Johnston, McNulty say stable oil, gas rules needed |

Johnston, McNulty say stable oil, gas rules needed

Catherine Tsai
The Associated Press
Aspen, CO Colorado

DENVER – A stable regulatory environment makes it possible for energy developers to do business, two state legislators said at a luncheon Tuesday for a group of independent oil and natural gas producers in the West.

Colorado revamped its statewide drilling rules in 2008, but as oil and gas operations move closer to urban areas, more counties and cities, including El Paso County and Commerce City, are exploring whether to adopt local regulations on issues such as noise and other effects of drilling.

“A patchwork of regulations from county to county, city to city, from town to town, will kill additional investment in Colorado,” Republican House Speaker Frank McNulty said at the Western Energy Alliance luncheon.

Over the years, companies have filed lawsuits challenging local rules, like those in La Plata and Gunnison counties. Judges have ruled that under Colorado law, there’s a place for both state and local regulation, National Wildlife Federation attorney Michael Saul said.

The Colorado Oil and Gas Conservation Commission has domain over regulating what happens underground and technical issues like well spacing, and local governments can’t ban drilling within their boundaries or adopt rules that create an “operational conflict” with state rules, he said. However courts have said there’s room for communities to regulate local impacts.

This year, some state senators have sponsored a bill that would spell out that local regulation of oil and gas operations is pre-empted by state law.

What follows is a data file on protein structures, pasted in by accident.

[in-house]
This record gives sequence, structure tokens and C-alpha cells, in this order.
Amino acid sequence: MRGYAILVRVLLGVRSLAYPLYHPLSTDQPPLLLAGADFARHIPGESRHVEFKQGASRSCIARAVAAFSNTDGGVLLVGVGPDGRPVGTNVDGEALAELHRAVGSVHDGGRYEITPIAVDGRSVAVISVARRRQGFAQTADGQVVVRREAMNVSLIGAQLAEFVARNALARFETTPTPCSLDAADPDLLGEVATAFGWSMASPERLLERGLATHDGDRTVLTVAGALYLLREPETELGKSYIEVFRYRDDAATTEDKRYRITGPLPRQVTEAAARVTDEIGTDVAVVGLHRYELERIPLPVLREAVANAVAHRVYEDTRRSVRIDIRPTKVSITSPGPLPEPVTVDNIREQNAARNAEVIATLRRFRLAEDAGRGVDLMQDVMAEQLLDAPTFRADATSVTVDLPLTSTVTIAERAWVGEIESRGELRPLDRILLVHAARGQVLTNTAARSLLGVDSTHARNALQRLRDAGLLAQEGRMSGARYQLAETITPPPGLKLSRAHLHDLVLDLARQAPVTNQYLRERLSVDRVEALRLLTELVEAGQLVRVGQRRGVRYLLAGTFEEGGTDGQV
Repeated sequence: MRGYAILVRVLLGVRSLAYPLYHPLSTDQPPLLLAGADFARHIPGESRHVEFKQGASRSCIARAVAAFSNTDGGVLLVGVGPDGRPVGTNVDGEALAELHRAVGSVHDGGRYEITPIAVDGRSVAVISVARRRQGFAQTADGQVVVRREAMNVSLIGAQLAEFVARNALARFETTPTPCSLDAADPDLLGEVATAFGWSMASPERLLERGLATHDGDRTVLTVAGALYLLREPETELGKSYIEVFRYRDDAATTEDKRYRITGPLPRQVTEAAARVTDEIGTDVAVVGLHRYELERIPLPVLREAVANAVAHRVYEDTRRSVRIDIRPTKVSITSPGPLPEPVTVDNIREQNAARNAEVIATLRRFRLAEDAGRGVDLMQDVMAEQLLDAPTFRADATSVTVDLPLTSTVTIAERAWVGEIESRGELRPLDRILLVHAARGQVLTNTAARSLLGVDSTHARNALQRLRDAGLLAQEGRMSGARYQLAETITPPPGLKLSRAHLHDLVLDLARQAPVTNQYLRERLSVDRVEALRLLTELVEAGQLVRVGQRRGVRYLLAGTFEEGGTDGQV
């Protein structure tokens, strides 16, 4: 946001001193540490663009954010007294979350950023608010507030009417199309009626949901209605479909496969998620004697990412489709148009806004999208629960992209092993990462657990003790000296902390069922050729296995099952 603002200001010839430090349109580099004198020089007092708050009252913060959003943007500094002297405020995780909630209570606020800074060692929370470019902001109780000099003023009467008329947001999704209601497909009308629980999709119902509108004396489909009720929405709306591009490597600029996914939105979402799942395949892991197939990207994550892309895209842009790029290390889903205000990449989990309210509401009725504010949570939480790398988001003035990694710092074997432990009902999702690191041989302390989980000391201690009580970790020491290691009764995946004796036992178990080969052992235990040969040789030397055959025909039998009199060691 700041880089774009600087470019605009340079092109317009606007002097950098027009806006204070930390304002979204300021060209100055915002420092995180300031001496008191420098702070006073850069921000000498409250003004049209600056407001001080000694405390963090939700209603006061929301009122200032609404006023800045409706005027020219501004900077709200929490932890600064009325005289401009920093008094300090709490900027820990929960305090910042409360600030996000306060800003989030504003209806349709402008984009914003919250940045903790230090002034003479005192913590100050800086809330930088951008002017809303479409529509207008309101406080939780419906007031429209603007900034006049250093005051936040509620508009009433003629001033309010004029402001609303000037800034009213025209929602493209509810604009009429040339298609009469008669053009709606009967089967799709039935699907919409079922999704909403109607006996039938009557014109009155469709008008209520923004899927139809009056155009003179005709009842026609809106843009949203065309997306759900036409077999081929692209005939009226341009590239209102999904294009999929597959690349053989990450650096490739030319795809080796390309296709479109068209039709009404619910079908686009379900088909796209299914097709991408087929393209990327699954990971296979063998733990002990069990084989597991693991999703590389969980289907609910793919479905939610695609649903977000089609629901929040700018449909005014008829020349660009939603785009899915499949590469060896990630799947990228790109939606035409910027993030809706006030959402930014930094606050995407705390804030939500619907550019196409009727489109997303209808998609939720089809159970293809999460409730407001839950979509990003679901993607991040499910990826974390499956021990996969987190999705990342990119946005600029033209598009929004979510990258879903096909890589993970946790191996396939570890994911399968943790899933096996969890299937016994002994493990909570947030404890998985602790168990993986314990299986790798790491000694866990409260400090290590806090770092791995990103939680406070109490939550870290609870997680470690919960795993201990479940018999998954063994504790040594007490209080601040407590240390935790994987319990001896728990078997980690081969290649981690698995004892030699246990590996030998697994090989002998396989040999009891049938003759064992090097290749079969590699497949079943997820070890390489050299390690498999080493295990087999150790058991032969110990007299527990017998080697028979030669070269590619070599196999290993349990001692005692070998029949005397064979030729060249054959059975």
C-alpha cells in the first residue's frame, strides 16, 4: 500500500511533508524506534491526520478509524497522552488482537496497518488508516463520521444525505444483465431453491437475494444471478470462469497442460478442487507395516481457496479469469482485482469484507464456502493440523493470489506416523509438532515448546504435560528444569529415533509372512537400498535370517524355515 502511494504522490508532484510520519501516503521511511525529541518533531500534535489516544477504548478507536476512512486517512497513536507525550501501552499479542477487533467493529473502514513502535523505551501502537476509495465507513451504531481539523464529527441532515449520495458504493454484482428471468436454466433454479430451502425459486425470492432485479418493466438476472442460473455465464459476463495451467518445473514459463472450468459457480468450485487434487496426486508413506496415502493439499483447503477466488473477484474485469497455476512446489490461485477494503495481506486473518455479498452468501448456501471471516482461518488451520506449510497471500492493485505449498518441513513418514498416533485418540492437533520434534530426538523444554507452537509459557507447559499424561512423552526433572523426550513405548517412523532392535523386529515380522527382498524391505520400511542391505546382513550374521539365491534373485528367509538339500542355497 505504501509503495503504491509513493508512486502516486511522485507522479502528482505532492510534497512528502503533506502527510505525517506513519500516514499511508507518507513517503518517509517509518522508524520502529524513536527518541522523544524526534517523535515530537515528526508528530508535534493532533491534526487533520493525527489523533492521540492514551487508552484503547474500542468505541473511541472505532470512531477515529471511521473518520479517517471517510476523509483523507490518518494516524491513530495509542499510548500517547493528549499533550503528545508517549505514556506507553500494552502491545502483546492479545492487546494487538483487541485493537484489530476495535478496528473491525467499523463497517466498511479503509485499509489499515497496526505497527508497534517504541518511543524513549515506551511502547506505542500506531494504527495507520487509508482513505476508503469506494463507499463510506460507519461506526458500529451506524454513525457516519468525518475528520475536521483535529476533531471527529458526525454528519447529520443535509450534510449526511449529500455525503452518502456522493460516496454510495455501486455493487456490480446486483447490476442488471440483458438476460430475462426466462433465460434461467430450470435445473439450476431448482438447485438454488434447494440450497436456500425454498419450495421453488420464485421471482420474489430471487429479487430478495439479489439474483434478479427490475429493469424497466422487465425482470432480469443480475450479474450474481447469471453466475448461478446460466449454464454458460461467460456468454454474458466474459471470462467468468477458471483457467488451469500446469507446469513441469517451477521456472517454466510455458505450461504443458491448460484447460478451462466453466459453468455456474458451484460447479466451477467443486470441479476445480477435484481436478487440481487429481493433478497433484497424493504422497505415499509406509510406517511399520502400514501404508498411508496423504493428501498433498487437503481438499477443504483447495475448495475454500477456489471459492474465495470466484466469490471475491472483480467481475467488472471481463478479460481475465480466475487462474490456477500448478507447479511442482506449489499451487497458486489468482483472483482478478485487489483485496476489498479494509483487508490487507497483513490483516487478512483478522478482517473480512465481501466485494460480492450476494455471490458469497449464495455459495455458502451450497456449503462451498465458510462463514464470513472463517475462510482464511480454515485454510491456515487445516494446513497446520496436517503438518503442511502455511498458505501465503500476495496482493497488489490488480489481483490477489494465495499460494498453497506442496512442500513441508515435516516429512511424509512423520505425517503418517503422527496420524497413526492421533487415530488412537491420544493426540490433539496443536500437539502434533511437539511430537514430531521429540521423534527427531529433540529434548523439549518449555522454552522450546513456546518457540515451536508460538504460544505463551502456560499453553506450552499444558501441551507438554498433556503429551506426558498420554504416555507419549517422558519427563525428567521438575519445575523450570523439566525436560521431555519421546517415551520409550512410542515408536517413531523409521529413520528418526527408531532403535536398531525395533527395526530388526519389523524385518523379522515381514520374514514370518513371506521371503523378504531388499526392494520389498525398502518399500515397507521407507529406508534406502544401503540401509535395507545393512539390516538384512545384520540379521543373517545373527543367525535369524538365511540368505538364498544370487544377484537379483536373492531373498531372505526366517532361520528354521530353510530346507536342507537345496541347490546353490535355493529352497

Saul questioned whether local regulation would really drive energy developers away when other industries, like the retail sector, have been able to handle state laws along with local zoning and land-use rules.

“I don’t know that there’s a real crisis here,” Saul said.

Attorney Barbara Green, who is representing Gunnison County as it defends its regulations, said it makes sense that communities adopt different rules to reflect concerns specific to their communities.

Colorado is home to some of the top natural gas and oil fields in the U.S., and developers of those resources have helped boost state revenues.

Legislative economists have estimated that severance tax revenues will reach about $181.8 million in fiscal 2013-2014, up from $149.4 million in fiscal 2010-2011 and $170.5 million in fiscal 2011-2012.

Sen. Michael Johnston, D-Denver, said oil and natural reserves are a core asset that Colorado should use.

“It doesn’t make any sense to leave Tebow on the bench if that’s your key asset,” Johnston said, referencing the Denver Broncos quarterback.

Johnston said at the Western Energy Alliance lunch that he’s interested in exploring ways to boost demand for natural gas vehicles and whether there should be standards for using natural gas to generate electricity, similar to standards for using renewable energy.

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